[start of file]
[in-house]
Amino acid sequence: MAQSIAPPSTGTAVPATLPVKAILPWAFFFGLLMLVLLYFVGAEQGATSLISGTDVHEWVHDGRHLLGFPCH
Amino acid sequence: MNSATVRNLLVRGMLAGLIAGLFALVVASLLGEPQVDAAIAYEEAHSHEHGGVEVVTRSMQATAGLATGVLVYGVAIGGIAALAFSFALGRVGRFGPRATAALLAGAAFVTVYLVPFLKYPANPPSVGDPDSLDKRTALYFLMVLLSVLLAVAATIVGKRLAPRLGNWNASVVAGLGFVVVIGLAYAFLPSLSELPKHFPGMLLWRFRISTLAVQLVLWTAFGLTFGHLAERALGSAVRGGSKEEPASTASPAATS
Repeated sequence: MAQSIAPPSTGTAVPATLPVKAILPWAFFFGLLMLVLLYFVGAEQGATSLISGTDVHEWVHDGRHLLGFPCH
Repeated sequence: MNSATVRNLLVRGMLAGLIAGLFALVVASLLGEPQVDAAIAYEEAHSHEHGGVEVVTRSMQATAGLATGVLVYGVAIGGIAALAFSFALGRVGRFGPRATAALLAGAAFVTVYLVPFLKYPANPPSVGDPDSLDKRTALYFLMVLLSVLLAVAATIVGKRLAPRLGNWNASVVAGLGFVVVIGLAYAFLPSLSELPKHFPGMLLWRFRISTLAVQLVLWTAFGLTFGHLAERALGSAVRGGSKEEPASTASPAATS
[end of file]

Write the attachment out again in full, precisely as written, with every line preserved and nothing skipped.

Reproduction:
[in-house]
Amino acid sequence: MAQSIAPPSTGTAVPATLPVKAILPWAFFFGLLMLVLLYFVGAEQGATSLISGTDVHEWVHDGRHLLGFPCH
Amino acid sequence: MNSATVRNLLVRGMLAGLIAGLFALVVASLLGEPQVDAAIAYEEAHSHEHGGVEVVTRSMQATAGLATGVLVYGVAIGGIAALAFSFALGRVGRFGPRATAALLAGAAFVTVYLVPFLKYPANPPSVGDPDSLDKRTALYFLMVLLSVLLAVAATIVGKRLAPRLGNWNASVVAGLGFVVVIGLAYAFLPSLSELPKHFPGMLLWRFRISTLAVQLVLWTAFGLTFGHLAERALGSAVRGGSKEEPASTASPAATS
Repeated sequence: MAQSIAPPSTGTAVPATLPVKAILPWAFFFGLLMLVLLYFVGAEQGATSLISGTDVHEWVHDGRHLLGFPCH
Repeated sequence: MNSATVRNLLVRGMLAGLIAGLFALVVASLLGEPQVDAAIAYEEAHSHEHGGVEVVTRSMQATAGLATGVLVYGVAIGGIAALAFSFALGRVGRFGPRATAALLAGAAFVTVYLVPFLKYPANPPSVGDPDSLDKRTALYFLMVLLSVLLAVAATIVGKRLAPRLGNWNASVVAGLGFVVVIGLAYAFLPSLSELPKHFPGMLLWRFRISTLAVQLVLWTAFGLTFGHLAERALGSAVRGGSKEEPASTASPAATS